Good evening, dear hearts!
I have a brilliantly lovely conversation to share with you this afternoon! The lovely Clare Chase who wrote a rather intriguingly beguiling Romantic Suspense novel has recently released the first of a new Police Procedural Thriller series entitled: ‘Murder on the Marshes’! And, you know I couldn’t wait to get my *hands!* on the audiobook! I waited on pins for the title to appear inside my Audible Library – thinking it would arrive shortly after *midnight!* on the 1st of August, however, much to my elated joy it came just after 8pm on the 31st of July! Imagine my glee!? (see also Tweet)
A lot of times I have the pleasure of joy of #amlistening to a sampler of the audiobook I want to purchase – however, in rare instances, there is an embargo on having those available pre-publication. Ergo, I was wickedly itching to ‘hear’ the narrator, as listening to audiobooks for me is a brilliantly lovely visceral experience to where I feel pulled into the world a writer creates through the fusion of not just their written words which are eloquently interpreted & brought to life by the narrator – but the actual way in which the narrator voices the characters, sets the tone of the story and the ‘experience’ of hearing the story articulated through spoken dialogue – it’s a lovely immersion of bookish delight – so imagine, trying to ascertain ‘how’ this would sound without a guide? My curiosity nearly killed me,…
.@bookouture I've been so dearly EAGER to hear your #narrator, I can't help myself but read until the clock strikes twelve; pop into my #Audible library, see if I can🧐the #audiobook & sit here listening to the first bits whilst in full anticipation of what will start to unfold😁
— Jorie, the Joyful Tweeter 💜🦝 (@joriestory) July 31, 2018
I’ve disclosed this before – a narrator can quite literally de-motivate me from listening to an author’s collective works even though I technically try to keep the door ajar to re-try another of their stories (similar of course, if I read a story in print, find it wasn’t my cuppa & try to find a different title of theirs to give a whirl of a chance of fitting my bookish wanderings). For me, the narrator makes/breaks the whole experience – I can give narrators a bone if say, the delivery isn’t quite posh or if it feels like their still gaining traction on their narration style – but overall, if their voice grates in my ears, if their approach is less than reasonable or even plausible – I can feel myself ‘pull out’.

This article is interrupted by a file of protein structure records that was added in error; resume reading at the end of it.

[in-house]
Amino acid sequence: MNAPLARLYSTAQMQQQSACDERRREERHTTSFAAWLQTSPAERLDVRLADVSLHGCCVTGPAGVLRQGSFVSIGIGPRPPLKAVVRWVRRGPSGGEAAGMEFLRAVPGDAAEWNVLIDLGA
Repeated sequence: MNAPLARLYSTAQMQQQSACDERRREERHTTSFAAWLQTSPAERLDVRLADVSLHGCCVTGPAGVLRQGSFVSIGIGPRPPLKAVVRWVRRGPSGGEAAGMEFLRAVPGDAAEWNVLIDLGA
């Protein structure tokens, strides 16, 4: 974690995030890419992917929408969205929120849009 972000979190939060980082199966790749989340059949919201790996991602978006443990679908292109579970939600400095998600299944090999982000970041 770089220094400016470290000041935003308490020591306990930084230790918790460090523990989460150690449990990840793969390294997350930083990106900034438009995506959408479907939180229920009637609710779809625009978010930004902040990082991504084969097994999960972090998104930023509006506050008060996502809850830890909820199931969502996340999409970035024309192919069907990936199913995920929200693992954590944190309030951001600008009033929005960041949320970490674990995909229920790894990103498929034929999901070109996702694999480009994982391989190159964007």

Here’s how I reacted to hearing ‘Murder on the Marshes’ for the very first moment I found it available to ‘hear’:
A wicked good choice for #narrator – listened to a few minutes of the chapter, as I’m working on cooking dinner, but couldn’t not play the book!😊She’s approaching #MurderOnTheMarshes in a similar vein as @EsmieMatthews approached #KayHunter I surmise I’ll be properly enthralled!
— Jorie, the Joyful Tweeter 💜🦝 (@joriestory) August 1, 2018
I am itching to return back inside ‘Murder on the Marshes’ as it is going to be my #nextlisten after I conclude the audiobooks I was listening to in July! Coming out of the #KayHunter series, I am fully bracing myself for this new Police Procedural Thriller! In fact, I’m rather grateful I discovered Kay Hunter, as it gave me a keen insight into my new boundaries of what I can personally ‘handle’ in Crime Fiction!
I knew I could handle Dramatic Crime Fiction through my readings of the Marjorie Trumaine series, the Anna Blanc series and the Samuel Craddock series – however, Kay Hunter is a bird of a completely different feather as it’s a lovely cross between my affection and appreciation for *ncis* (x3) and *law & order* (x3) of which I predominately watched throughout my twenties & early thirties!
Having become so dearly transfixed by Alison Campbell’s style of embracing Kay Hunter, I was primed for ‘meeting’ Lucy Brownhill! Even though I’ve heard only a smidge of the first Chapter, I already could *feel!* this was the right narrator – her approach into embracing Tara Thrope echoes Campbell’s Hunter. In finding this realisation, I knew my time spent within ‘Murder on the Marshes’ was going to be epic, brilliant & chilling!
As dear hearts, as find myself shifting a bit in the type of Crime Novels I love to be reading – I must brace my heart & mind! The further I dip into this kind of suspenseful Thriller, the more I realise my ‘short-list’ of favourite authors shall remain decidedly ‘short’ as I can’t tuck into these stories too much as they are emotionally convicting *but!* there is something to be said for today’s Contemporary Thriller & Suspense authors who are giving me *exactly!* what I am seeking in a novel when I am not dearly *attached!* to binge watching Crime Dramas on television! Irregardless if those series are American, Canadian, of the UK or Australian!
I am blessed to be able to celebrate the new series by Ms Chase as she was already on my ‘list’ of wicked good Romantic Suspense and now, I get to become acquainted with her ‘other’ side of the spectrum – the quirky matching of a DI with a journalist and the lovely complexities of such a relationship will let out as the series progresses forward!
Sit down with your favourite cuppa,